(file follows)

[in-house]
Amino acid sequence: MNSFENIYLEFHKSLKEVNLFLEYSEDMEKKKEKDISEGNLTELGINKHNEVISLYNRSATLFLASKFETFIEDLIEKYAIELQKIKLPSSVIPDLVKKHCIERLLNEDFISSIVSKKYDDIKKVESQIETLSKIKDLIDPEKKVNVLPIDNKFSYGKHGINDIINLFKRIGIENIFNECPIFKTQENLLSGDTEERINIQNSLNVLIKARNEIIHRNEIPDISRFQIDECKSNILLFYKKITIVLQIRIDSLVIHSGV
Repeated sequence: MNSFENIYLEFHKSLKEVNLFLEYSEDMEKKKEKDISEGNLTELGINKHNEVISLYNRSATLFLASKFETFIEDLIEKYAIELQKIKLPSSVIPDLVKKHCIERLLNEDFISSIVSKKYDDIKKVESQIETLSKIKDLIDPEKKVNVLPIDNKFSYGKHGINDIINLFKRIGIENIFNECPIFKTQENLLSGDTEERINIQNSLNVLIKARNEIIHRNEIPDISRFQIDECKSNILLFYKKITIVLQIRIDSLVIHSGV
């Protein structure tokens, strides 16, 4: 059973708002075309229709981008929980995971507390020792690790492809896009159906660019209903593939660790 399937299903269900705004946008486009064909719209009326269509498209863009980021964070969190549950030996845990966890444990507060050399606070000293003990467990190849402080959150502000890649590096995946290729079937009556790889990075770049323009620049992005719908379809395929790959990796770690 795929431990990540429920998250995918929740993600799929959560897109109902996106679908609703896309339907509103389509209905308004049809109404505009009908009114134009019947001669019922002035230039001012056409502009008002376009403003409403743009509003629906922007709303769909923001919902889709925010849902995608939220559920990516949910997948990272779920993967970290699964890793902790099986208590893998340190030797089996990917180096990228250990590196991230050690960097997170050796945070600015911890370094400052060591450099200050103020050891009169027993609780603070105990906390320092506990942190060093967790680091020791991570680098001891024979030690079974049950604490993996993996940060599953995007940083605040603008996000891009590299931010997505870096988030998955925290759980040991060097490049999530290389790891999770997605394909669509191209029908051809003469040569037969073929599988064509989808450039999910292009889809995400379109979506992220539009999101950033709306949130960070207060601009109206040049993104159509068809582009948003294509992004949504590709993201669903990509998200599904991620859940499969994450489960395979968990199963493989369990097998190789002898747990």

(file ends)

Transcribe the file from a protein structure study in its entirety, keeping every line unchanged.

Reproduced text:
[in-house]
Amino acid sequence: MNSFENIYLEFHKSLKEVNLFLEYSEDMEKKKEKDISEGNLTELGINKHNEVISLYNRSATLFLASKFETFIEDLIEKYAIELQKIKLPSSVIPDLVKKHCIERLLNEDFISSIVSKKYDDIKKVESQIETLSKIKDLIDPEKKVNVLPIDNKFSYGKHGINDIINLFKRIGIENIFNECPIFKTQENLLSGDTEERINIQNSLNVLIKARNEIIHRNEIPDISRFQIDECKSNILLFYKKITIVLQIRIDSLVIHSGV
Repeated sequence: MNSFENIYLEFHKSLKEVNLFLEYSEDMEKKKEKDISEGNLTELGINKHNEVISLYNRSATLFLASKFETFIEDLIEKYAIELQKIKLPSSVIPDLVKKHCIERLLNEDFISSIVSKKYDDIKKVESQIETLSKIKDLIDPEKKVNVLPIDNKFSYGKHGINDIINLFKRIGIENIFNECPIFKTQENLLSGDTEERINIQNSLNVLIKARNEIIHRNEIPDISRFQIDECKSNILLFYKKITIVLQIRIDSLVIHSGV
């Protein structure tokens, strides 16, 4: 059973708002075309229709981008929980995971507390020792690790492809896009159906660019209903593939660790 399937299903269900705004946008486009064909719209009326269509498209863009980021964070969190549950030996845990966890444990507060050399606070000293003990467990190849402080959150502000890649590096995946290729079937009556790889990075770049323009620049992005719908379809395929790959990796770690 795929431990990540429920998250995918929740993600799929959560897109109902996106679908609703896309339907509103389509209905308004049809109404505009009908009114134009019947001669019922002035230039001012056409502009008002376009403003409403743009509003629906922007709303769909923001919902889709925010849902995608939220559920990516949910997948990272779920993967970290699964890793902790099986208590893998340190030797089996990917180096990228250990590196991230050690960097997170050796945070600015911890370094400052060591450099200050103020050891009169027993609780603070105990906390320092506990942190060093967790680091020791991570680098001891024979030690079974049950604490993996993996940060599953995007940083605040603008996000891009590299931010997505870096988030998955925290759980040991060097490049999530290389790891999770997605394909669509191209029908051809003469040569037969073929599988064509989808450039999910292009889809995400379109979506992220539009999101950033709306949130960070207060601009109206040049993104159509068809582009948003294509992004949504590709993201669903990509998200599904991620859940499969994450489960395979968990199963493989369990097998190789002898747990």